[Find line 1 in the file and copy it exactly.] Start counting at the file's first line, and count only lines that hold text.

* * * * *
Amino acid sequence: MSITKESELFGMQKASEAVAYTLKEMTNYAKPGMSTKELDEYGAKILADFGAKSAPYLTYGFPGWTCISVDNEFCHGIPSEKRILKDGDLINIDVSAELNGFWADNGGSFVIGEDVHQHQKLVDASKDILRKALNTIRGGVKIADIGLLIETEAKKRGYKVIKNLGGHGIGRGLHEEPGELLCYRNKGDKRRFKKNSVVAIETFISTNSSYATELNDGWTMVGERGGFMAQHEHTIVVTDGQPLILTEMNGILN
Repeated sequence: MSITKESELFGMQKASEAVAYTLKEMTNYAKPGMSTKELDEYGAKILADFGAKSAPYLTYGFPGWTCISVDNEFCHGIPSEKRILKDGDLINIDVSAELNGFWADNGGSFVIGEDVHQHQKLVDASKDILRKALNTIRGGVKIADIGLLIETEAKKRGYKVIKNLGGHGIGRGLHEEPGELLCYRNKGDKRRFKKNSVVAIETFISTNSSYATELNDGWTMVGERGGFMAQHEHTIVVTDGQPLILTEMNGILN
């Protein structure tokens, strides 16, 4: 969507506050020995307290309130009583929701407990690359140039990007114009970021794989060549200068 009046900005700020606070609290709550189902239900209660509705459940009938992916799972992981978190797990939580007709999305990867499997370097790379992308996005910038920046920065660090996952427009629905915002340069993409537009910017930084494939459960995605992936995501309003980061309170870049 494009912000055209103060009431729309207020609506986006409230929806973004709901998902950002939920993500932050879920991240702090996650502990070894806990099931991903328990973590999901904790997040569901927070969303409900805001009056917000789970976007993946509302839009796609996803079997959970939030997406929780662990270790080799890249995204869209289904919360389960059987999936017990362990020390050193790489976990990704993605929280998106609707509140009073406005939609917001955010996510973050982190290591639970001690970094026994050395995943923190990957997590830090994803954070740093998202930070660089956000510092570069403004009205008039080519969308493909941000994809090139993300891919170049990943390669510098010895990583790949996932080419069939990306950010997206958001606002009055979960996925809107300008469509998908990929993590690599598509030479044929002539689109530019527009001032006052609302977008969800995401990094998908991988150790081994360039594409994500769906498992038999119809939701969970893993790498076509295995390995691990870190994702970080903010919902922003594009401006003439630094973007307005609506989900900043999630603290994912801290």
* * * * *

Amino acid sequence: MSITKESELFGMQKASEAVAYTLKEMTNYAKPGMSTKELDEYGAKILADFGAKSAPYLTYGFPGWTCISVDNEFCHGIPSEKRILKDGDLINIDVSAELNGFWADNGGSFVIGEDVHQHQKLVDASKDILRKALNTIRGGVKIADIGLLIETEAKKRGYKVIKNLGGHGIGRGLHEEPGELLCYRNKGDKRRFKKNSVVAIETFISTNSSYATELNDGWTMVGERGGFMAQHEHTIVVTDGQPLILTEMNGILN